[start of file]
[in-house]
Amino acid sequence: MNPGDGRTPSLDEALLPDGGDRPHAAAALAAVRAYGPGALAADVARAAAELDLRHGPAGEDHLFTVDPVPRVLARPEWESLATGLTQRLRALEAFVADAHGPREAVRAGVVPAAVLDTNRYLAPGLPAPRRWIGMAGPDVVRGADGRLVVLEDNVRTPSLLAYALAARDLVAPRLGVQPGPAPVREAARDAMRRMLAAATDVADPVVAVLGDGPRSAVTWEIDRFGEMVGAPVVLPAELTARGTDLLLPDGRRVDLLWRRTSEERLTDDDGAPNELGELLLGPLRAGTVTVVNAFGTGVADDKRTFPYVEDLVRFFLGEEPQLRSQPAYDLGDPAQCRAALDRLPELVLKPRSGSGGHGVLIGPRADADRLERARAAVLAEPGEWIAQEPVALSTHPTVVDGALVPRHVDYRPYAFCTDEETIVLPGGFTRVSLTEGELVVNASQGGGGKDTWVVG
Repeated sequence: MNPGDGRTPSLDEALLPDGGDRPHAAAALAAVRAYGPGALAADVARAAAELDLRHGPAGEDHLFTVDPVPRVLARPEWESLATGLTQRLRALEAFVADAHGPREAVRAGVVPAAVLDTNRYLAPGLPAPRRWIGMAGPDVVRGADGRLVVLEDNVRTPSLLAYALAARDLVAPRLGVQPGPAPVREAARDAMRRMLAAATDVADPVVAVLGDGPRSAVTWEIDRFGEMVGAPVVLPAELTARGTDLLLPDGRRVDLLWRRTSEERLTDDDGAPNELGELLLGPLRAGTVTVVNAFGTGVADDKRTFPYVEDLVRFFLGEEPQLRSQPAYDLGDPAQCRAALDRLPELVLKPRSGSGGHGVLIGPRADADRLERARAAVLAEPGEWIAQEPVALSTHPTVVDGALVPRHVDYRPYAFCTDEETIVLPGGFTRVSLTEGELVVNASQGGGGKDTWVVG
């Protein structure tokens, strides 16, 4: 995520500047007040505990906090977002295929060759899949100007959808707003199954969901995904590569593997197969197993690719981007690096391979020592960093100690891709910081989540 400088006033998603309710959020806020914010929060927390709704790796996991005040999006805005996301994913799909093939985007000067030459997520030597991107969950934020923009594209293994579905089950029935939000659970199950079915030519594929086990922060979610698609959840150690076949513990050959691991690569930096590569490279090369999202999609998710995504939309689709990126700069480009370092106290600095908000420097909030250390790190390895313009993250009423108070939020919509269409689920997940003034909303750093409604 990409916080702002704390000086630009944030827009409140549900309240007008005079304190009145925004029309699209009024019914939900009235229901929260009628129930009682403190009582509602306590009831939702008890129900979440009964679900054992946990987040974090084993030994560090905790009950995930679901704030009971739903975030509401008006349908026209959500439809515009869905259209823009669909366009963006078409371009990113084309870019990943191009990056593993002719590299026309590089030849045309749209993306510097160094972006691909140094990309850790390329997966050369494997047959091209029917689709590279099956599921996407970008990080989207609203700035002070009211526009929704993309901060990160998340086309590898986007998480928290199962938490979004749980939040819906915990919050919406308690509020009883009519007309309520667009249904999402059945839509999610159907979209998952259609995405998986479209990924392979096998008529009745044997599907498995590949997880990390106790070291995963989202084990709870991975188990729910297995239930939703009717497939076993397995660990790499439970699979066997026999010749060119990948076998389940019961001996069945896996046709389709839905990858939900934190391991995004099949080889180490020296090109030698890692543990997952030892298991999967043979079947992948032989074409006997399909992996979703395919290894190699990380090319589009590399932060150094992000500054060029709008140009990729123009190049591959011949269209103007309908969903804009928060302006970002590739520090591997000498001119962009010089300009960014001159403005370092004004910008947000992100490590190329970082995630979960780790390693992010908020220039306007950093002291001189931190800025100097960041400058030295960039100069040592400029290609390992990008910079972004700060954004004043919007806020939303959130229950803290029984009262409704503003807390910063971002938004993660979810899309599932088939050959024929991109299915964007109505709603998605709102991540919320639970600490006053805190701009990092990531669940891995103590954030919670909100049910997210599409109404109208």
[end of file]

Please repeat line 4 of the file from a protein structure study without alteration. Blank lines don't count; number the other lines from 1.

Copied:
């Protein structure tokens, strides 16, 4: 995520500047007040505990906090977002295929060759899949100007959808707003199954969901995904590569593997197969197993690719981007690096391979020592960093100690891709910081989540 400088006033998603309710959020806020914010929060927390709704790796996991005040999006805005996301994913799909093939985007000067030459997520030597991107969950934020923009594209293994579905089950029935939000659970199950079915030519594929086990922060979610698609959840150690076949513990050959691991690569930096590569490279090369999202999609998710995504939309689709990126700069480009370092106290600095908000420097909030250390790190390895313009993250009423108070939020919509269409689920997940003034909303750093409604 990409916080702002704390000086630009944030827009409140549900309240007008005079304190009145925004029309699209009024019914939900009235229901929260009628129930009682403190009582509602306590009831939702008890129900979440009964679900054992946990987040974090084993030994560090905790009950995930679901704030009971739903975030509401008006349908026209959500439809515009869905259209823009669909366009963006078409371009990113084309870019990943191009990056593993002719590299026309590089030849045309749209993306510097160094972006691909140094990309850790390329997966050369494997047959091209029917689709590279099956599921996407970008990080989207609203700035002070009211526009929704993309901060990160998340086309590898986007998480928290199962938490979004749980939040819906915990919050919406308690509020009883009519007309309520667009249904999402059945839509999610159907979209998952259609995405998986479209990924392979096998008529009745044997599907498995590949997880990390106790070291995963989202084990709870991975188990729910297995239930939703009717497939076993397995660990790499439970699979066997026999010749060119990948076998389940019961001996069945896996046709389709839905990858939900934190391991995004099949080889180490020296090109030698890692543990997952030892298991999967043979079947992948032989074409006997399909992996979703395919290894190699990380090319589009590399932060150094992000500054060029709008140009990729123009190049591959011949269209103007309908969903804009928060302006970002590739520090591997000498001119962009010089300009960014001159403005370092004004910008947000992100490590190329970082995630979960780790390693992010908020220039306007950093002291001189931190800025100097960041400058030295960039100069040592400029290609390992990008910079972004700060954004004043919007806020939303959130229950803290029984009262409704503003807390910063971002938004993660979810899309599932088939050959024929991109299915964007109505709603998605709102991540919320639970600490006053805190701009990092990531669940891995103590954030919670909100049910997210599409109404109208």